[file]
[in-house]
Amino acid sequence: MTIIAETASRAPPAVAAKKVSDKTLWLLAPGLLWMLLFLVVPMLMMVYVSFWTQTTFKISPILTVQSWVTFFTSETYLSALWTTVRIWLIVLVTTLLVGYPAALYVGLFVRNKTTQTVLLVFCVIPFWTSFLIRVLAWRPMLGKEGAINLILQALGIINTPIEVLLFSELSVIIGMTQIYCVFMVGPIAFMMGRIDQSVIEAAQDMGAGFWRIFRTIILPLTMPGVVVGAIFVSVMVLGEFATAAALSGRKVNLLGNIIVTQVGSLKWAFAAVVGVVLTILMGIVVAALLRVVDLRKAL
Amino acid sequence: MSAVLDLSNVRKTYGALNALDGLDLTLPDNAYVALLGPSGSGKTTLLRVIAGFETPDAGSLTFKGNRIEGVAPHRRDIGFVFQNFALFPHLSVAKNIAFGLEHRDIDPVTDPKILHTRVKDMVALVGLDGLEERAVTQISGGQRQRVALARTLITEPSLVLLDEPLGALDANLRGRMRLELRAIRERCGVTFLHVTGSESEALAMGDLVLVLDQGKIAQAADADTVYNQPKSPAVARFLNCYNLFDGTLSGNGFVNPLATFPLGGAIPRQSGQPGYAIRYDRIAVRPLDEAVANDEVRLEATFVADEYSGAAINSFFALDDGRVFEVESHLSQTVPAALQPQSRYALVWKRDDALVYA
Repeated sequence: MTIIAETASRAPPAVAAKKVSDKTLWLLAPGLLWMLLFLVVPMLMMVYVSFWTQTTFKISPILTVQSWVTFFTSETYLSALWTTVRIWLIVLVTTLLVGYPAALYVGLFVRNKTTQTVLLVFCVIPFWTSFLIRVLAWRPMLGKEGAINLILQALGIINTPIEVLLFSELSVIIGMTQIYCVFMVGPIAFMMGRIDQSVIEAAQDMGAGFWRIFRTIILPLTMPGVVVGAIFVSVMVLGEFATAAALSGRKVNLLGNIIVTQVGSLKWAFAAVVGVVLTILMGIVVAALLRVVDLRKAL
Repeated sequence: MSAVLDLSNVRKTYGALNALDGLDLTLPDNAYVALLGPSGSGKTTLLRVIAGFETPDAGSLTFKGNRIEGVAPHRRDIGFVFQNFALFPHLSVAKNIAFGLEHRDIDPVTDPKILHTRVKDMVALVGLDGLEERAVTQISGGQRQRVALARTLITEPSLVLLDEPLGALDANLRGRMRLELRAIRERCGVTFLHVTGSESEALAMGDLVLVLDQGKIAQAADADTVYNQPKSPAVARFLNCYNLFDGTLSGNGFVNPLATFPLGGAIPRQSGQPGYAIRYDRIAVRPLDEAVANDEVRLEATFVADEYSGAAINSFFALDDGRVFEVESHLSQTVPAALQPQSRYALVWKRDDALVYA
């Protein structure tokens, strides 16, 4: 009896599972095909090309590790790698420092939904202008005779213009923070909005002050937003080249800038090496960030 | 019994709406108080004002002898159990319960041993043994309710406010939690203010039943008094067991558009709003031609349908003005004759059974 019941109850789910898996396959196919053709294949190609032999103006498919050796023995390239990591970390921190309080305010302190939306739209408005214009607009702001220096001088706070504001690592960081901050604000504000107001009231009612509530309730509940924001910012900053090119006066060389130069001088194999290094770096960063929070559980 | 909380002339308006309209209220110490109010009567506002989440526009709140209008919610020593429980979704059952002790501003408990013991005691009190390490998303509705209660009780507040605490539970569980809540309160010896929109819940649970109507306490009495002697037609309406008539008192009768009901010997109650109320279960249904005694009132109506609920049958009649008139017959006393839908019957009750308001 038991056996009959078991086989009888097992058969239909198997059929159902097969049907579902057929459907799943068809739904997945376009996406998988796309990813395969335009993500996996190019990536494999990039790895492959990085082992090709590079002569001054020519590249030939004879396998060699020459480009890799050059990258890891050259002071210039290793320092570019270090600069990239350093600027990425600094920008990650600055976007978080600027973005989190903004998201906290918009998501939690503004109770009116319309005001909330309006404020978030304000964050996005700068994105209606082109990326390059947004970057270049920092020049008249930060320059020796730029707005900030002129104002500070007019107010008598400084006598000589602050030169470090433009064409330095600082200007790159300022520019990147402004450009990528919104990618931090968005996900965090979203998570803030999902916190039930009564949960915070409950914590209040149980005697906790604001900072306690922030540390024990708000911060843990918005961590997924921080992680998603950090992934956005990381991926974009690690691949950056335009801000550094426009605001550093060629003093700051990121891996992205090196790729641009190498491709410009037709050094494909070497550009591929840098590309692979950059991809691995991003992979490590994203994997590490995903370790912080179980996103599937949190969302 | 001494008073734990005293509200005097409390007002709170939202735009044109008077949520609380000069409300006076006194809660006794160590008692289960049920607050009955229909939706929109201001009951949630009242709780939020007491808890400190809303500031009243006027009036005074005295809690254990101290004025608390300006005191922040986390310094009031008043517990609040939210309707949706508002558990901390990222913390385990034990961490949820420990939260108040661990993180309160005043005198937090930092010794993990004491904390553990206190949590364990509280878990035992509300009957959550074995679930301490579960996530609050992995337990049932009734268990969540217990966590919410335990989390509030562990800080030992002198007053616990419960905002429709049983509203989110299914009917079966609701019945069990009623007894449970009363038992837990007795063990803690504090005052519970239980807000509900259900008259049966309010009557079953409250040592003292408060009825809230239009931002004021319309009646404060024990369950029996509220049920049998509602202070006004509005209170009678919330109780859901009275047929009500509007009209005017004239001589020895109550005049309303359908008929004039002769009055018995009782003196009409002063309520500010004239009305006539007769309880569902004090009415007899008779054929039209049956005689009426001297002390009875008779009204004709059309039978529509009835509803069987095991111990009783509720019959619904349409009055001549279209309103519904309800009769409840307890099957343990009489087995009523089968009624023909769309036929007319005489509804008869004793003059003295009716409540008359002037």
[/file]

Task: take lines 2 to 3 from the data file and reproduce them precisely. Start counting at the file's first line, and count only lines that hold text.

Amino acid sequence: MTIIAETASRAPPAVAAKKVSDKTLWLLAPGLLWMLLFLVVPMLMMVYVSFWTQTTFKISPILTVQSWVTFFTSETYLSALWTTVRIWLIVLVTTLLVGYPAALYVGLFVRNKTTQTVLLVFCVIPFWTSFLIRVLAWRPMLGKEGAINLILQALGIINTPIEVLLFSELSVIIGMTQIYCVFMVGPIAFMMGRIDQSVIEAAQDMGAGFWRIFRTIILPLTMPGVVVGAIFVSVMVLGEFATAAALSGRKVNLLGNIIVTQVGSLKWAFAAVVGVVLTILMGIVVAALLRVVDLRKAL
Amino acid sequence: MSAVLDLSNVRKTYGALNALDGLDLTLPDNAYVALLGPSGSGKTTLLRVIAGFETPDAGSLTFKGNRIEGVAPHRRDIGFVFQNFALFPHLSVAKNIAFGLEHRDIDPVTDPKILHTRVKDMVALVGLDGLEERAVTQISGGQRQRVALARTLITEPSLVLLDEPLGALDANLRGRMRLELRAIRERCGVTFLHVTGSESEALAMGDLVLVLDQGKIAQAADADTVYNQPKSPAVARFLNCYNLFDGTLSGNGFVNPLATFPLGGAIPRQSGQPGYAIRYDRIAVRPLDEAVANDEVRLEATFVADEYSGAAINSFFALDDGRVFEVESHLSQTVPAALQPQSRYALVWKRDDALVYA